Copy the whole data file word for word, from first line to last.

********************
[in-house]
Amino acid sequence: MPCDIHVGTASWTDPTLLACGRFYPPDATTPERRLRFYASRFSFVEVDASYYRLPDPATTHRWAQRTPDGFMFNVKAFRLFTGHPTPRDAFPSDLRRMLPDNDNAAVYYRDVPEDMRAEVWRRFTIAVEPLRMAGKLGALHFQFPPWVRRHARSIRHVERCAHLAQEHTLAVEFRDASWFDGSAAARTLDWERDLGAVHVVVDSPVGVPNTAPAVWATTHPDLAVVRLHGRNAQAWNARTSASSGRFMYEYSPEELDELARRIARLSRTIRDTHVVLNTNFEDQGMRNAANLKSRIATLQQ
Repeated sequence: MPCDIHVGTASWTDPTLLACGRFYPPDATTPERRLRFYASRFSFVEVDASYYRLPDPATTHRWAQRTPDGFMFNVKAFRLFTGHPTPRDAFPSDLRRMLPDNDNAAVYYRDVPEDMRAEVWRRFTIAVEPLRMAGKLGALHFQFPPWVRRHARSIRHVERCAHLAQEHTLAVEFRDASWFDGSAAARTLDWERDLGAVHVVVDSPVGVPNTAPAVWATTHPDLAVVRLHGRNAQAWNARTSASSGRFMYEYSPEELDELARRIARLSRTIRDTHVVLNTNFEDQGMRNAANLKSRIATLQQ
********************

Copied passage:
[in-house]
Amino acid sequence: MPCDIHVGTASWTDPTLLACGRFYPPDATTPERRLRFYASRFSFVEVDASYYRLPDPATTHRWAQRTPDGFMFNVKAFRLFTGHPTPRDAFPSDLRRMLPDNDNAAVYYRDVPEDMRAEVWRRFTIAVEPLRMAGKLGALHFQFPPWVRRHARSIRHVERCAHLAQEHTLAVEFRDASWFDGSAAARTLDWERDLGAVHVVVDSPVGVPNTAPAVWATTHPDLAVVRLHGRNAQAWNARTSASSGRFMYEYSPEELDELARRIARLSRTIRDTHVVLNTNFEDQGMRNAANLKSRIATLQQ
Repeated sequence: MPCDIHVGTASWTDPTLLACGRFYPPDATTPERRLRFYASRFSFVEVDASYYRLPDPATTHRWAQRTPDGFMFNVKAFRLFTGHPTPRDAFPSDLRRMLPDNDNAAVYYRDVPEDMRAEVWRRFTIAVEPLRMAGKLGALHFQFPPWVRRHARSIRHVERCAHLAQEHTLAVEFRDASWFDGSAAARTLDWERDLGAVHVVVDSPVGVPNTAPAVWATTHPDLAVVRLHGRNAQAWNARTSASSGRFMYEYSPEELDELARRIARLSRTIRDTHVVLNTNFEDQGMRNAANLKSRIATLQQ